President Roosevelt said December 7th would be a “day which would live in infamy.” But do your kids know why? Here’s answers to your kid’s questions about Pearl Harbor Day, historical facts to share with them, and activities to add Pearl Harbor Day to your lessons.
Answers to your Kids’ Questions about Pearl Harbor Day
A: Some might call Pearl Harbor the beginning of the United State’s involvement of World War II, but Japan and the United States had been in conflict for decades. In 1941, Japanese planes attacked the American naval base in Pearl Harbor. This attack came as a surprise, killed many people, and pushed President Roosevelt to declare war on Japan.
Q: Where is Pearl Harbor?
A: Pearl Harbor is a naval base on one of the Hawaiian islands – O’ahu. At the time, Hawaii was not a state, it was a U.S. Territory.
Q: How do we recognize Pearl Harbor Day?
A: In remembrance of more than 2,000 Americans who died during the Pearl Harbor attacks, there is a memorial built on the harbor. On this day, all American flags are lowered to half staff. Many organizations hold events to honor
Q: When was the first Pearl Harbor Day?
A: In 1994, Congress designated December 7 to be Pearl Harbor Day.
Q: Do kids go to school on Pearl Harbor Day?
A: Yes, kids go to school. Pearl Harbor Day is not a federal holiday.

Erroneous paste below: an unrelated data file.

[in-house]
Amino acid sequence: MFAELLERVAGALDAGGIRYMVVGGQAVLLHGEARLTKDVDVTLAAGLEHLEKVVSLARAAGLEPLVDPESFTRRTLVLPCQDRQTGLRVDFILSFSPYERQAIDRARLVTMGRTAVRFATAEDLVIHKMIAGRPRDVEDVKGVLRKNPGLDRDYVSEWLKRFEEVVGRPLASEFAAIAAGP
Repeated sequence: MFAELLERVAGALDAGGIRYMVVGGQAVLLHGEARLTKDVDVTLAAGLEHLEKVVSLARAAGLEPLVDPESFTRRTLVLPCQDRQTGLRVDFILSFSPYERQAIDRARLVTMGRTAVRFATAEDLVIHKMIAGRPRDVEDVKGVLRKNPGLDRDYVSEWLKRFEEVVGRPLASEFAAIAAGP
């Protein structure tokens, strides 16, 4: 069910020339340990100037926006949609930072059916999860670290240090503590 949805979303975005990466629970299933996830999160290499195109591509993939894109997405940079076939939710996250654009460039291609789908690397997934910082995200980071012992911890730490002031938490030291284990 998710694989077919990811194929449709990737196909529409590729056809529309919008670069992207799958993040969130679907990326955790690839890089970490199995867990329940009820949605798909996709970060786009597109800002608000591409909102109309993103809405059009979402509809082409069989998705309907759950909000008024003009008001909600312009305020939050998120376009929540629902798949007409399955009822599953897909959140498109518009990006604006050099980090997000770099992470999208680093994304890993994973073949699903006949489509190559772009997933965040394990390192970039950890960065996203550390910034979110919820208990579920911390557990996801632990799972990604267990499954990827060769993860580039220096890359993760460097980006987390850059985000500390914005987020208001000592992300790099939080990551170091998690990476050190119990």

Navy men place leis on the graves of those who died at Pearl Harbor.
Facts About Pearl Harbor Day
– Every navy ship in Pearl Harbor was significantlly damaged during Japan’s attack. Two ships – the USS Arizona and the USS Utah – sunk into the bed of the harbor.
– Americans continued to fight in World War II for many years, and eventually dropped two atomic bombs on Japanese land in 1945.
– Some former crewmembers have chosen USS Arizona as their final resting place. More than 30 Arizona crewmen who survived Pearl Harbor have chosen the ship as their final resting place.
Educational Activities for Veterans Day
Looking for activities to use at home or in the classroom? We have plenty of worksheets that incorporate writing, interviewing, and war research to help you weave Pearl Harbor themes into your curriculum.
– I Survived the Bombing of Pearl Harbor – A review of the events on and around Pearl Harbor, this one is better suited for older kids ages 11 and up.
– World War 2 Cootie Catchers – A great way for students to have fun while learning about the different historical figures, events, and terms associated with World War II.
– President Roosevelt’s Speech to Congress Cursive Copywork – This cursive copywork pack contains the speech President Franklin D. Roosevelt gave to Congress on December 8, 1941, following the attack on Pearl Harbor. Traceable, text to copy, and blank lines are all included.